Real-time molecular imaging of near-surface tissue using Raman spectroscopy
Current medical imaging techniques mostly provide information based on morphological or anatomic differences of the tissue, disregarding the underlying molecular composition. Molecular-sensitive methods, such as Raman spectroscopy, have shown significant potential for clinical in vivo diagnostics by providing the intrinsic molecular fingerprint of a sample label-free, without contact, and non-destructive. The advantage is that the information can be used to detect and potentially delineate cancer from healthy tissues. However, current implementations of fiber optic probe-based Raman systems remain far behind the technological possibilities the method can offer.
In a new paper published in Light: Science & Applications, a team of scientists, led by Professor Dr. Iwan Schie from the Leibniz Institute of Photonic Technology (Leibniz IPHT) and the Department of Medical Engineering and Biotechnology from the University of Applied Sciences, Jena, as well as Professor Dr. Gunther Hofmann from the Jena University hospital, Germany, have developed a fiber optic probe-based Raman imaging system for the real-time molecular virtual reality data visualization of chemical boundaries on a computer screen and the physical world. The reported imaging platform combines molecular measurements, simultaneous computer vision-based positional tracking with real-time data processing and real-time formation of molecular virtual reality (MVR) images.
The proposed approach achieves a spatial resolution of 0.5 mm in the transverse plane and a topology resolution of 0.6 mm, with a spectral sampling frequency of 10 Hz and can be used to image large tissue areas in a few minutes, making it highly suitable for clinical tissue-boundary demarcation.
The MVR images can be perceived as augmented chemical reality (AR) on the computer screen or, through the additional implementation of a laser projector system, directly mapped on the tissue, creating mixed reality (MR) information that can be perceived in real-time by naked eye. Because most samples have a topological surface profile, the researchers have additionally implemented a photometric stereo measuring system, which allows mapping the molecular information on a 3D sample surface.
The presented work outlines the potential for future clinical translation of real-time molecular imaging, by allowing easy access to patients and by providing biochemical distributions from the region of interest for disease tissue differentiation during surgical resection.
“With the proposed system, we intend to extract the whole potential of fiber optic probe-based Raman spectroscopy. Our approach enables handheld imaging acquisition using a fiber optic probe as well as real-time processing and reconstruction of molecular information. It also allows a smart and intuitive visualization of the data using AR and MR, as well as to add sample topologies to the acquired data. Our solution offers new opportunities and can be a potential tool for real-time molecularly specific clinical diagnostics and molecular boundary demarcation. Because the proposed approach is universal, it can also be applied to non-medical applications, e. g. in manufacturing, quality control or in conjunction with and additional optical and non-optical modalities,” says Professor Dr. Iwan Schie.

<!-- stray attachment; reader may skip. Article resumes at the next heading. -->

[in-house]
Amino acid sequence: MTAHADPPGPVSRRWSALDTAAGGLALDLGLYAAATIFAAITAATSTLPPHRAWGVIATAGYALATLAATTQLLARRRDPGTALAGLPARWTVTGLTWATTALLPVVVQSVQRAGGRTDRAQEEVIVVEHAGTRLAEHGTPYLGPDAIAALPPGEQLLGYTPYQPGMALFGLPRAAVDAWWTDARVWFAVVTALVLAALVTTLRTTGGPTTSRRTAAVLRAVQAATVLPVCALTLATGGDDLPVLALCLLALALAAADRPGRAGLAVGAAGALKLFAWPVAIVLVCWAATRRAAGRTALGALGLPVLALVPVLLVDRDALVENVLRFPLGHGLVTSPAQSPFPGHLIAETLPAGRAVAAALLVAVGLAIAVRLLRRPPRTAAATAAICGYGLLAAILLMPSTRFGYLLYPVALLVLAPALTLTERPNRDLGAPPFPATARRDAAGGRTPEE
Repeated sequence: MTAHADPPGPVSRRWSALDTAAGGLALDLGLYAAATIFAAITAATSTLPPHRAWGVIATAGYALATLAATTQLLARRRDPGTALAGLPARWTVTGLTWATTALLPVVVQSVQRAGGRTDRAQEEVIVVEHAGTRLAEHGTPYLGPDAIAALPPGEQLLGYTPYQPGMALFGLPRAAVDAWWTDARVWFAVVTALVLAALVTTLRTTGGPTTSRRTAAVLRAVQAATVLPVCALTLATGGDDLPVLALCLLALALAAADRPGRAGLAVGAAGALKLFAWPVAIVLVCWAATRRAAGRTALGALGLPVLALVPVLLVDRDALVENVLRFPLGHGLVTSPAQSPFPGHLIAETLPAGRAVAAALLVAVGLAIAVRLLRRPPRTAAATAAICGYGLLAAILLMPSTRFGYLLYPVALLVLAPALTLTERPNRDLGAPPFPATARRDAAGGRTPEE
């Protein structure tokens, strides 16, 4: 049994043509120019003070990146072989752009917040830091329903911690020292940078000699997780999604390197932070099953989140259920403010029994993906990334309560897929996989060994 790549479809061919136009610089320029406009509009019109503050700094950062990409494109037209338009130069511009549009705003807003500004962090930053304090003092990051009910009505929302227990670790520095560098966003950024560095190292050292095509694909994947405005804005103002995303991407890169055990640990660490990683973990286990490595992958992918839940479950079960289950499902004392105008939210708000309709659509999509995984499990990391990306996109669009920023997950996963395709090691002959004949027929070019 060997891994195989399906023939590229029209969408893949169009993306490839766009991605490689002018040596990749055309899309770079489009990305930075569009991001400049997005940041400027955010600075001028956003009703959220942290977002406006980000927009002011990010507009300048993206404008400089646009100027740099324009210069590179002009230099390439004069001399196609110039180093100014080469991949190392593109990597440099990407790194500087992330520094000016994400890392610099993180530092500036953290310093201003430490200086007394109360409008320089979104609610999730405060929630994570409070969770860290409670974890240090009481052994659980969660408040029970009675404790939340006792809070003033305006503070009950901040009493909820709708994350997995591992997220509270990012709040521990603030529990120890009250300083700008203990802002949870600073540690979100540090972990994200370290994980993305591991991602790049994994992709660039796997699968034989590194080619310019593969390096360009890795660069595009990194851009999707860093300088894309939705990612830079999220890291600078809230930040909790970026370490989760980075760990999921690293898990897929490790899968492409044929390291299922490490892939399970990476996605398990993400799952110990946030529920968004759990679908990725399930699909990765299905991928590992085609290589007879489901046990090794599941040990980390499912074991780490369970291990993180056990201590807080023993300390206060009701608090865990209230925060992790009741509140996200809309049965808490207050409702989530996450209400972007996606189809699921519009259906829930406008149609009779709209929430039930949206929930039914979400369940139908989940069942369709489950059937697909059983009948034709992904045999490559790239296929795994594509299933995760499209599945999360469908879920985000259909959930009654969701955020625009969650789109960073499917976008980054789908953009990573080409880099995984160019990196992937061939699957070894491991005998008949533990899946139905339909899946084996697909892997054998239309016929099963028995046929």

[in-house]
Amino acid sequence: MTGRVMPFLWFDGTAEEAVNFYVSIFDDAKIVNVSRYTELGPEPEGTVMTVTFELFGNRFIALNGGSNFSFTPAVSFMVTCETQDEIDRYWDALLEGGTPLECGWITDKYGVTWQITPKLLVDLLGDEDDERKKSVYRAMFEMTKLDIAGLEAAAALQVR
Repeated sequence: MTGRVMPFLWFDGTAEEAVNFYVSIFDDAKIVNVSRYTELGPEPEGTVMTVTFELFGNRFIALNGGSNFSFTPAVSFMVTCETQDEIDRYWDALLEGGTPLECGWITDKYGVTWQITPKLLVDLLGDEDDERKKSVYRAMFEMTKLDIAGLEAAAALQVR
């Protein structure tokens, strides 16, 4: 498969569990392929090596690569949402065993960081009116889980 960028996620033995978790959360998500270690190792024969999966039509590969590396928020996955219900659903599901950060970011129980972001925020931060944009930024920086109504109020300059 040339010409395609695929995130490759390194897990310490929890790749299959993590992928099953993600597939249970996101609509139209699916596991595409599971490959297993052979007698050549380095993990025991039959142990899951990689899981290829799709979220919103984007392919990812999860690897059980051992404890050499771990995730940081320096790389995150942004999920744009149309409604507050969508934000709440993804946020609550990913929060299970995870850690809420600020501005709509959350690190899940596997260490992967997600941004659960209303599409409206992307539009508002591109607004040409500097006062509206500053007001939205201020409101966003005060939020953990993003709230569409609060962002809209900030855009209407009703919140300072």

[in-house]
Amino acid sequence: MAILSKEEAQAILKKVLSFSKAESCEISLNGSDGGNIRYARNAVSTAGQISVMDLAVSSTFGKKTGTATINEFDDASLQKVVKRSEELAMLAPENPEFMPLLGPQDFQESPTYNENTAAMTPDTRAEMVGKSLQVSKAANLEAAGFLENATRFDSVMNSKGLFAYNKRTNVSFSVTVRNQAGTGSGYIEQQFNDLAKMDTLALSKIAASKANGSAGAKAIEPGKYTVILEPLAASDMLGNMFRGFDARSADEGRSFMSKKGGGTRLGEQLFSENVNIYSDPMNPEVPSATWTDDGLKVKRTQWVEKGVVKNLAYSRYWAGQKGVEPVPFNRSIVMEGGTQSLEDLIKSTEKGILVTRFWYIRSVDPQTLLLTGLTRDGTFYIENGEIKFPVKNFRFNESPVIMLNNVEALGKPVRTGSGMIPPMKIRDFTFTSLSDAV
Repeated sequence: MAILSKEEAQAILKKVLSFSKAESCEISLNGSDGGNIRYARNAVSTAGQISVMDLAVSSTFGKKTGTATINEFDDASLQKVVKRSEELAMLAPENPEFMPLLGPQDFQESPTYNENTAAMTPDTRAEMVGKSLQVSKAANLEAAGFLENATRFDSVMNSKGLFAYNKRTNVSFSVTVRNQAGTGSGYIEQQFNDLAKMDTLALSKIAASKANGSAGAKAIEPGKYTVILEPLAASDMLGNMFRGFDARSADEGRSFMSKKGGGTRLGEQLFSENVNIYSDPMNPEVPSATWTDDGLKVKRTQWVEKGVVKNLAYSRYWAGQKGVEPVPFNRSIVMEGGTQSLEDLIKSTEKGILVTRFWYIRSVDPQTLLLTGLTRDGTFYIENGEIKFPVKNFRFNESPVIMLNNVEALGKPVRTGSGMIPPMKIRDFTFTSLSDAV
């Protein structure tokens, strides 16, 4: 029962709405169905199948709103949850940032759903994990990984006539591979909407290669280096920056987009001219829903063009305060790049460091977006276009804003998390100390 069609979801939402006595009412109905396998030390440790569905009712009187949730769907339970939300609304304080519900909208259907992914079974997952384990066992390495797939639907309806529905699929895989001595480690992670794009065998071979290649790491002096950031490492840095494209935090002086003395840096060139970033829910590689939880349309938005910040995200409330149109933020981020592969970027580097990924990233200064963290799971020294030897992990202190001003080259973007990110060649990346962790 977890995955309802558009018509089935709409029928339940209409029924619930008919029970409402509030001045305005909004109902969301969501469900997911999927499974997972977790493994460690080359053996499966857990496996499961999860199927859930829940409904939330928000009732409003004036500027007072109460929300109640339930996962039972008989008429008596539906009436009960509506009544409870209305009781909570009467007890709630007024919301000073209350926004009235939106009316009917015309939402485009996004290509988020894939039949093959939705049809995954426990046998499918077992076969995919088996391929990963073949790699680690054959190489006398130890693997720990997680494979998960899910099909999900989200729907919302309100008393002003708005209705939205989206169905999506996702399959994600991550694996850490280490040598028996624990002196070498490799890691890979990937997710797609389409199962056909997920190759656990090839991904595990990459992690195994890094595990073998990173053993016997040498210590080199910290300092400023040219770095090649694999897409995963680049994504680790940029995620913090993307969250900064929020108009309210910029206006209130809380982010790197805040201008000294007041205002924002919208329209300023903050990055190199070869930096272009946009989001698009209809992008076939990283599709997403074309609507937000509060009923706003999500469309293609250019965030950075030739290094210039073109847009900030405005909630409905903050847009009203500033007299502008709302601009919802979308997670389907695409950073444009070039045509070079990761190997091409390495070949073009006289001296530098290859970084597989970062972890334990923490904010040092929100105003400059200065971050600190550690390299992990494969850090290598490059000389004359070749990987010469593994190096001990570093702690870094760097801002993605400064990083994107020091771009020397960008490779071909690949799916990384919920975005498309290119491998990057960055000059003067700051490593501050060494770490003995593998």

Yang, Wei et al.: Real-time molecular imaging of near-surface tissue using Raman spectroscopy, Light: Science & Applications, 11, 90 (2022), https://doi.org/10.1038/s41377-022-00773-0
In the picture:
a. Raman-based system for the acquisition of MVR images.
b. Data accessing the topology of a hemisphere phantom.
c. Brightfield information mapped on the topology information.
d. Molecular information combined with AR and the topological information and e. information directly projected on the sample.
f and g. Augmented chemical reality visualization of pharmaceutical and lipid-rich compounds on a brain tissue sample.
Leibniz IPHT works on the first German quantum computer as part of the collaborative project QSolid
Building a complete quantum computer is the goal of the five-year QSolid collaborative project, 89.8 % of which are funded by the German Federal Ministry of Education and Research. The quantum computer to be developed will contain several next-generation superconducting quantum processors and will significantly exceed the computing power of today’s supercomputers for specific tasks. Core expertise and initial circuits also come from Thuringia: Leibniz IPHT is contributing its experience in the production and characterization of superconducting circuits to the project and will help to advance the realization of significantly more powerful quantum computers by developing new fabrication processes.
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